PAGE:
To create the fringe that will hang at the bottom of the weaving, tie a row of rya knots to the warp threads. First, cut a large number of strands measuring approximately 28" long. The easiest way to do this is to wrap yarn from your hand to your elbow many times. Pull the bundle from your arm and cut through one side. To create nice thick fringe use at least two strands held together at once. Lay the center of your strands over the top of your first two warp threads. Tuck the left end of your strands under and through the left thread and tuck the right end of your strands under and through the right thread. The tails of your strands will be coming out of the space between the first two warp threads. Gently pull the bottom of the strands to tighten the knot. Repeat the process with the third and fourth warp threads. Continue adding knots all the way across the bottom of your work.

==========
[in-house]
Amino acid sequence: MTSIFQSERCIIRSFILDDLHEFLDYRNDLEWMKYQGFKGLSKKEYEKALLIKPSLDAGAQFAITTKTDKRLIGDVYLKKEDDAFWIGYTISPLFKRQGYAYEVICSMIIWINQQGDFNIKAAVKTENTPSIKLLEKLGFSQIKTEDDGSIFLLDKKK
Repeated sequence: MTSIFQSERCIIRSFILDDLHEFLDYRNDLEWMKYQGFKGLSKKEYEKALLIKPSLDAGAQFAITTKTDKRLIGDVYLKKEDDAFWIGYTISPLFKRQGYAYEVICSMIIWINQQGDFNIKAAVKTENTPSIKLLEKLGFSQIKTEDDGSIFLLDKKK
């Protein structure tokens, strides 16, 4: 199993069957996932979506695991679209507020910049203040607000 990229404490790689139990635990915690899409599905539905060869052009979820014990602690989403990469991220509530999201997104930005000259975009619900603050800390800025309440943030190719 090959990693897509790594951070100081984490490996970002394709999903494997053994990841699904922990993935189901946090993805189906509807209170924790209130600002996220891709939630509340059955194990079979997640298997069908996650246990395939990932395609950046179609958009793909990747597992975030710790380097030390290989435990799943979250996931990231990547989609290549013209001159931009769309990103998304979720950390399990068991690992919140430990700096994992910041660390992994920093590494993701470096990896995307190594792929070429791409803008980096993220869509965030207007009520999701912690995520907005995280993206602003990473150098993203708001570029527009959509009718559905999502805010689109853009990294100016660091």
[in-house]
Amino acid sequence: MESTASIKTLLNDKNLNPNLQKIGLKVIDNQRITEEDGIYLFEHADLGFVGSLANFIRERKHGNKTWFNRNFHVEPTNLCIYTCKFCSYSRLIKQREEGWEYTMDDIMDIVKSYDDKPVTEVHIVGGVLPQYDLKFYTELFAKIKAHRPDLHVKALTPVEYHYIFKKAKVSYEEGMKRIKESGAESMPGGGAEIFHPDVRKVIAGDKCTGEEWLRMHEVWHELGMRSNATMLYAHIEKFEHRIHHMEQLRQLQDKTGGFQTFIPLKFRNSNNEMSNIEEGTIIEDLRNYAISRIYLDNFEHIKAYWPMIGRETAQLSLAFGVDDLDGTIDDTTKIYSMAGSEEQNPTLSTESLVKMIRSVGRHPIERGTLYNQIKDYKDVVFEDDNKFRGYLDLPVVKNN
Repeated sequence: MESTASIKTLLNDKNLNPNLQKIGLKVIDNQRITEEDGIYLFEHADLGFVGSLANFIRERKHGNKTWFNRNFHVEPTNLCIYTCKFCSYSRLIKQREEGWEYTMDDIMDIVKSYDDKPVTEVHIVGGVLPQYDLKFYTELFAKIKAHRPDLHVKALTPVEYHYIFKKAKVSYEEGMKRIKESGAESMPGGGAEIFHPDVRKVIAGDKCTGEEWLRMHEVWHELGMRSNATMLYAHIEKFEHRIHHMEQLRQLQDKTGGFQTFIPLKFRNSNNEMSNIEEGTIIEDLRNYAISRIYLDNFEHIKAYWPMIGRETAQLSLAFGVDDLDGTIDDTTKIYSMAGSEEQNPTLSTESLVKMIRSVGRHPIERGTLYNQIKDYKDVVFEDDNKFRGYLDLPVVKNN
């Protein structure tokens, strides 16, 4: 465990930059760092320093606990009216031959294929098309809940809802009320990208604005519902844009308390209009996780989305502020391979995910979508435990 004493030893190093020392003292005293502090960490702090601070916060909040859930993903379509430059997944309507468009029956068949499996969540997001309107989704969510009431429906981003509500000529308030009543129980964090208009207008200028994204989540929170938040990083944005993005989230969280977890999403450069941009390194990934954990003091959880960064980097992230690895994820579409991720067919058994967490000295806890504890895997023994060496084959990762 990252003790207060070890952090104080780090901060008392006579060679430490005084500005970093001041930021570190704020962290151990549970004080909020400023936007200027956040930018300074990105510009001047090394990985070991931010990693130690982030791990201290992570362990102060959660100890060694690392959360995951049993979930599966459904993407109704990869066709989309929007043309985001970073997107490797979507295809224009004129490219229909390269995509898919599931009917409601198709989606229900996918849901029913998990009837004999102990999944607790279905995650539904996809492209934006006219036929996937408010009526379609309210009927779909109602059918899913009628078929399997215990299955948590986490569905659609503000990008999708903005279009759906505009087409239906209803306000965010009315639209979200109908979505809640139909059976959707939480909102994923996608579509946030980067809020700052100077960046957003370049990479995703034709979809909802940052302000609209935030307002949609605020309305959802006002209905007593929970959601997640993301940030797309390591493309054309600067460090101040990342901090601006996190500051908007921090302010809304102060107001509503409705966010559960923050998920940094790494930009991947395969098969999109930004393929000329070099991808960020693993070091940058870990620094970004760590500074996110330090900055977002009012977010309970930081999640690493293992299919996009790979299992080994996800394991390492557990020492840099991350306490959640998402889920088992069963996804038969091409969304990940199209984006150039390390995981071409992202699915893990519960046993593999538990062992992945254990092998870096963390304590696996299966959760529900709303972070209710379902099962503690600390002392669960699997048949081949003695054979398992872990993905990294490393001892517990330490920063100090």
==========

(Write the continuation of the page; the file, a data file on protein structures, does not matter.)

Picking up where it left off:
Step 5: Continue Weaving

Photo by: Carla Wiking

Carla Wiking

Using the same technique described in Step 3, continue adding tabby weave to your wall hanging. Use different colors and textures of yarn to add variety. You can complete your entire weaving with the tabby weave or you can add another layer of texture with the soumack weave, explained in the next step.

Step 6: Soumack Weave

This weave gives the look of a braid and is especially lovely with roving or extra bulky yarn. If you don’t have any thick yarn, consider holding several strands as one for a similar look. Start on the left side of your project, pull your weft thread under the first two warp threads, then pull it over and behind the second two warp threads. Continue to pass the weft thread around pairs of warp threads, over to the right and under to the left until you reach the last pair of weft threads. Wrap the weft thread around the last two warp threads twice and start soumak weave in the opposite direction. Thread your weft yarn over and then under the second pair of warp threads passing the tail to your right. Continue to pass the weft thread around pairs of warp threads, over to the left and under to the right until you reach the last pair of weft threads. Wrap around the last pair of warp threads and cut your yarn, leaving a tail to weave in later.